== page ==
Book review: An Eagle in the Snow, by Michael Morpurgo

Morpurgo, Michael. An Eagle in the Snow. Feiwel and Friends, 2017. 133p. $16.99. ISBN 978-1-250-10515-8. Ages 8-12. P8Q10

In this simple story within a story set in 1940, Barney and his mother are fleeing war-torn Coventry where German bombs have taken out their home when German fighter planes force their train to stay in a tunnel for a long time. Barney’s father is fighting in Africa, and the boy tries to get his toy train from the house’s rubble before an air raid warden stops him. Terrified by the dark, Barney is soothed by a stranger sitting with them who tells his tale of his friend, Billy Byron, and how they both grew up on Mulberry Street where Barney had lived. Then the man tells them about Billy’s adventures during the first world war that led him to almost kill Adolf Hitler while he was a mere soldier. The man’s story is based on Henry Tandey, a British soldier who may have had Hitler in his sights, decided not to kill him, and later regretted the decision.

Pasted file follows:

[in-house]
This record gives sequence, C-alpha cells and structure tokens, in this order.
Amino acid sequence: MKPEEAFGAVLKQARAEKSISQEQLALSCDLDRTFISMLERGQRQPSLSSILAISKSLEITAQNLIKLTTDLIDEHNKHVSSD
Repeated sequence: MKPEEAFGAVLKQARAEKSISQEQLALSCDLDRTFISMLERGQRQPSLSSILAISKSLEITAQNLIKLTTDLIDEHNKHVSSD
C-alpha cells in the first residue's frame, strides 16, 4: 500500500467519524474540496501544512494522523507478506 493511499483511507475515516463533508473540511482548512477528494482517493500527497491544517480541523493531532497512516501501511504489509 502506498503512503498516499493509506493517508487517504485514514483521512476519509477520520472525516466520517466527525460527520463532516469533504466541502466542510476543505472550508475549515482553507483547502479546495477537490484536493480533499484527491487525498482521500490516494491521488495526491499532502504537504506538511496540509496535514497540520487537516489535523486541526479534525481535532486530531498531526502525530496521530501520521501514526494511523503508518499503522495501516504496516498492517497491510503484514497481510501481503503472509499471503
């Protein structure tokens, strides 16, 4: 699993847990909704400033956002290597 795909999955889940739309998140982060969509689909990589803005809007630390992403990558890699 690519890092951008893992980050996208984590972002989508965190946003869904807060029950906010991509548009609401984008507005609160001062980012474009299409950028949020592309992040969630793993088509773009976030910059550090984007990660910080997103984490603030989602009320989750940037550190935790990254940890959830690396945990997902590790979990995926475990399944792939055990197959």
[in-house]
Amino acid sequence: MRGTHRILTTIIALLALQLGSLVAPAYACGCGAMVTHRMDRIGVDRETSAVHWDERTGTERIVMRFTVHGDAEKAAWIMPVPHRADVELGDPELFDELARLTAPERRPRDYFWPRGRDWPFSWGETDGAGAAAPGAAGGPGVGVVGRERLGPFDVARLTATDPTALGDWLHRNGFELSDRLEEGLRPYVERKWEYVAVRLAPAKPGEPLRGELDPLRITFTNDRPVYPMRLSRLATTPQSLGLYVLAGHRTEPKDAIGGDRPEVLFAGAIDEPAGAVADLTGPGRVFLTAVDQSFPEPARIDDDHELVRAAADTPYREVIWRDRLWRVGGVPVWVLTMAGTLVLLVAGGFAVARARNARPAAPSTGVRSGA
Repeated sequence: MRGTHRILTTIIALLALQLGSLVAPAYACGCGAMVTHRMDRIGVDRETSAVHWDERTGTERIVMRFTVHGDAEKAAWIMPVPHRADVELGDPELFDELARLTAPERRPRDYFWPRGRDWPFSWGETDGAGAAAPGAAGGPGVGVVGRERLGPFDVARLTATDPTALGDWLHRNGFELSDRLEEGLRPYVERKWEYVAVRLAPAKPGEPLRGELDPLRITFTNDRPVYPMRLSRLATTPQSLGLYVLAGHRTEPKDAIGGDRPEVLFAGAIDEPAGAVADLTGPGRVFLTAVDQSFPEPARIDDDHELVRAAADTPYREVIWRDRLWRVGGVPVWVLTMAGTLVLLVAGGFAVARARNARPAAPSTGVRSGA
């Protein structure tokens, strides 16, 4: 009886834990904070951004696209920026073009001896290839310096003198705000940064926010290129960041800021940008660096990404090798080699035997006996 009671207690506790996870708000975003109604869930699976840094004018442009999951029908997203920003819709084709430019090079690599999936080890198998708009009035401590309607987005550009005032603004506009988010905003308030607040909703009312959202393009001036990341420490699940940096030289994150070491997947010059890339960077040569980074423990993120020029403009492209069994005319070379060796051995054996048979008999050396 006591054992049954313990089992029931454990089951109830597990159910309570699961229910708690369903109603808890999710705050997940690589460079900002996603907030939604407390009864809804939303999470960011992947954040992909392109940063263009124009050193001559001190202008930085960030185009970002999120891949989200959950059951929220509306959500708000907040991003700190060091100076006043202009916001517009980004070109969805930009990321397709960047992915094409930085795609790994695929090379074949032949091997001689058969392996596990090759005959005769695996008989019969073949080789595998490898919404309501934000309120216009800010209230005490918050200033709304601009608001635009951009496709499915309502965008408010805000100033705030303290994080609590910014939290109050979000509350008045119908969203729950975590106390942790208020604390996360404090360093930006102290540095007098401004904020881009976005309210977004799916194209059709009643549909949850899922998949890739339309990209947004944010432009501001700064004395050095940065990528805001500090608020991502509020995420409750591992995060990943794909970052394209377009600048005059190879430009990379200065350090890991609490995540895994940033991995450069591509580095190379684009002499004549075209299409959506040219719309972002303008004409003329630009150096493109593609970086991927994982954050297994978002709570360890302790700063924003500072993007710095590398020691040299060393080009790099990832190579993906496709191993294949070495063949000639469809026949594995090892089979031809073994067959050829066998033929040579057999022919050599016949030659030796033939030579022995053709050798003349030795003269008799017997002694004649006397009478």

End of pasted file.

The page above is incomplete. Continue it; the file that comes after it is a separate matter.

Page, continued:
Verdict: The adventure of the man’s story blends with the loving nature of the family relationships, and the reality of war’s terror and devastation is brought home to the reader, for example when Barney’s father finds his beloved horse dead after the bombings. The book would be an excellent read-aloud as a basis for a discussion about the ethics of killing someone before they could go on to kill millions of people. The pencil drawings found in many of Morpurgo’s novels add to this outstanding book from an award-winning author.

March 2017 review by Nel Ward.


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